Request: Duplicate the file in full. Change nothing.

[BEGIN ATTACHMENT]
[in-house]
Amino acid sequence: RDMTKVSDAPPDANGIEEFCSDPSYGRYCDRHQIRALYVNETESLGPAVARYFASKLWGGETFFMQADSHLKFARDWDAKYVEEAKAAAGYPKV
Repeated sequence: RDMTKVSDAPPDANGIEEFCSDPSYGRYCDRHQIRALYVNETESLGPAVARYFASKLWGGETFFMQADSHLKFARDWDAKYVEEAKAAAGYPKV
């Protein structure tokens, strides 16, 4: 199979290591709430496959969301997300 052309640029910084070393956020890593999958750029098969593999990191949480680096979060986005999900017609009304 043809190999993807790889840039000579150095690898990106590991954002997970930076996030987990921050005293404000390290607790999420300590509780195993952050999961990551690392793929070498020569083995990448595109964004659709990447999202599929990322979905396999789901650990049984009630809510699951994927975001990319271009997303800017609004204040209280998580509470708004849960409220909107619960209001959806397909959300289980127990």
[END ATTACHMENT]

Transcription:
[in-house]
Amino acid sequence: RDMTKVSDAPPDANGIEEFCSDPSYGRYCDRHQIRALYVNETESLGPAVARYFASKLWGGETFFMQADSHLKFARDWDAKYVEEAKAAAGYPKV
Repeated sequence: RDMTKVSDAPPDANGIEEFCSDPSYGRYCDRHQIRALYVNETESLGPAVARYFASKLWGGETFFMQADSHLKFARDWDAKYVEEAKAAAGYPKV
């Protein structure tokens, strides 16, 4: 199979290591709430496959969301997300 052309640029910084070393956020890593999958750029098969593999990191949480680096979060986005999900017609009304 043809190999993807790889840039000579150095690898990106590991954002997970930076996030987990921050005293404000390290607790999420300590509780195993952050999961990551690392793929070498020569083995990448595109964004659709990447999202599929990322979905396999789901650990049984009630809510699951994927975001990319271009997303800017609004204040209280998580509470708004849960409220909107619960209001959806397909959300289980127990």